Working from home became the norm for countless people in 2020: and it’s still the norm for a large portion of the population. Many have said they enjoy the lack of commuting and have saved money from not eating out: yet studies show that working from home isn’t healthy for everyone.
These are the advantages of heading back to the office and everything it can do for your brain and productivity for your job.
Helps Your Brain Switch Between On and Off Shift Through Location
Although our brains aren’t light switches, they do have to be activated in specific ways for us to be able to achieve changing tasks or focus. This means something that separates the many tasks we have throughout the day for the average brain. In schools, the chimes and bells that alert a class change help with this: in work in more location and interaction-based.
The drive to work is a transitional period where our brains automatically switch to being in ‘work’ mode. This focused mode allows us to separate work and play and ensures that when we’re off work, we can fully enjoy our time.
Separating work from off-time physically is important because it ensures you also get enough sleep since working from bed can confuse our brains and leave us simultaneously unfocused and unable to sleep.
Decor Made Specifically to Help You Do Your Best Work
Many corporate offices are set up with employees in mind in a way that apartment complexes and houses are not. This means employers get to know the noise reduction coefficient of materials and what time, shifts, and conditions work best for employees. Over time this allows workers to turn out better results over a more predictable period and ensures that employers can invest the money needed to help workers do their jobs.
When employees work from home, everyone has a different setup. Some may have a romantic partner that’s distracting; others may live near construction or have to deal with the stress of a terrible internet connection. An employer works to give employees an environment that’s perfect for work and that levels the field for everyone- which is awesome for every employee.
There’s a Sense of Team That’s Hard to Replicate Over Distance
When a company wants to help give employees a reason to stay and provide them with the chance to show off their skills, the best way to do it is to allow the office to feel like a team. Unfortunately, working from home can make this difficult. The lack of face-to-face time stops real interactions, and being in different buildings scattered all over the city (or even the world) can leave people feeling disconnected and like they’re a one-person team.
Everyone should be empowered. Like how many service industry workers bond while walking on the same stained concrete floors, office workers bond better when working in the same environment. This reduces turnover and allows them to feel listened to.
Visual Cues and Reminders of Important Information
Many offices have visual reminders of important information up in almost every room. This is important because it helps employees remember anything that might be forgotten after simply reading an email.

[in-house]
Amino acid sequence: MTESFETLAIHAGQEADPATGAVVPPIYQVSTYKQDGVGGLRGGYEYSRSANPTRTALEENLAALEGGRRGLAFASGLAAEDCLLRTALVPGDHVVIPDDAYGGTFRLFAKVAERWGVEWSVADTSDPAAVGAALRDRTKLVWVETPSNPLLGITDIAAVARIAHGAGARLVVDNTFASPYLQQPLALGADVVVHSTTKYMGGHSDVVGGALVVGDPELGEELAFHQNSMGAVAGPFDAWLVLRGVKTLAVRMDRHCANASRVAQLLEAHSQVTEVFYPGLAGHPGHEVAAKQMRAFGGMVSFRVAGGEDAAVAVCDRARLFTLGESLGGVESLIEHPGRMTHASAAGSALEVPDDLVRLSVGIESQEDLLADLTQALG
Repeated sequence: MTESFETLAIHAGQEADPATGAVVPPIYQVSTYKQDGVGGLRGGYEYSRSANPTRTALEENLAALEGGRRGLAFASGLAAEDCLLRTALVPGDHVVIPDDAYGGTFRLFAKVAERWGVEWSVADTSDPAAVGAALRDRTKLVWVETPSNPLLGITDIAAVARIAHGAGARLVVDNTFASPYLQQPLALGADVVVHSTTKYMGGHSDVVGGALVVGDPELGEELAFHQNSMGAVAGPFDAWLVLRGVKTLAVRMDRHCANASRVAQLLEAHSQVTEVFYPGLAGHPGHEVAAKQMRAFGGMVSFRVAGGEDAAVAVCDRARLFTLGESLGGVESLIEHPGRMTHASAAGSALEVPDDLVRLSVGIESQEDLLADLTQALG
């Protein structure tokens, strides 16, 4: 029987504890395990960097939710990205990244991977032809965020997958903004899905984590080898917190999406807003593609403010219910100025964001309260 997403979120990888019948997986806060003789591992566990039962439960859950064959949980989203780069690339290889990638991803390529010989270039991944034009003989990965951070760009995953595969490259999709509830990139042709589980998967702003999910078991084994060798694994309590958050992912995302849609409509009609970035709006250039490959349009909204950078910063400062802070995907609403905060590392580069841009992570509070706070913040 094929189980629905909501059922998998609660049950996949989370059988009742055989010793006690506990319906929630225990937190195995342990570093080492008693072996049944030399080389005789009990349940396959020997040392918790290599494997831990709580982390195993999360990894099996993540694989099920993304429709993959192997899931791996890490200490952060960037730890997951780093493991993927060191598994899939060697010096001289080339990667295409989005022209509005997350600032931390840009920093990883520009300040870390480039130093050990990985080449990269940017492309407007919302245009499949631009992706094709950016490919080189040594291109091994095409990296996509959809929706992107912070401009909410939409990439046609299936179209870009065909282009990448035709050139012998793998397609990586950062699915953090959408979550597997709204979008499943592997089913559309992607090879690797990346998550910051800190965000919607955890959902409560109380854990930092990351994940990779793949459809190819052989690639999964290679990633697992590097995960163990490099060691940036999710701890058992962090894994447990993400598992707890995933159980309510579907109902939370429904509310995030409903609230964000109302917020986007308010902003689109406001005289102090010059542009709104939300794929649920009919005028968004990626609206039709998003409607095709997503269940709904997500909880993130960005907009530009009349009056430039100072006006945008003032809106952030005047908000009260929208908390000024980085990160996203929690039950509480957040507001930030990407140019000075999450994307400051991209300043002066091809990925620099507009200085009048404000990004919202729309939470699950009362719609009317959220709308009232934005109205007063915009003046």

The visuals can be changed in other ways, like adding glass curtain walls to soften the lighting and ease the strain on everyone’s eyes, but signage is necessary. This includes signs discussing proper safety protocol and signs cheering on employees and thanking them for doing such a great job. No business can be successful without its employees, so it’s up to individual companies to show them the appreciation they deserve.
The Commute Gives You the Chance to Perform Tasks and Make Habits
If you’re in the car every workday, you’ll be more likely to stop in at a local store and pick up that salad kit you’ve been thinking about or join a gym and actually stop in. With work as a base scheduled item that you do four to six times a week, you can work on other pieces that you want in your life.
Adding a commute might sound like a drain on your personal time, but it gives you time alone in your vehicle with music, a podcast, or anything else you need to help you unwind and relax. This alone time where you can either rock out to your favorite music or work out complex issues in your life that you might not have done otherwise. It can feel pointless, but the commute time has its perks.
Working From Home is Nice: But Not Best.
Although we would all love to work from the comfort of our own homes, it’s not always the best choice for us. If you want to get the most out of your workday and have a separation of work and play, it’s time to work in an office space.
Brian Jeffries is the content director for the Innovative Building Materials blog and a content writer for the building materials industry. He is focused on helping fellow homeowners, contractors, and architects discover materials and methods of construction that save money, improve energy efficiency, and increase property value.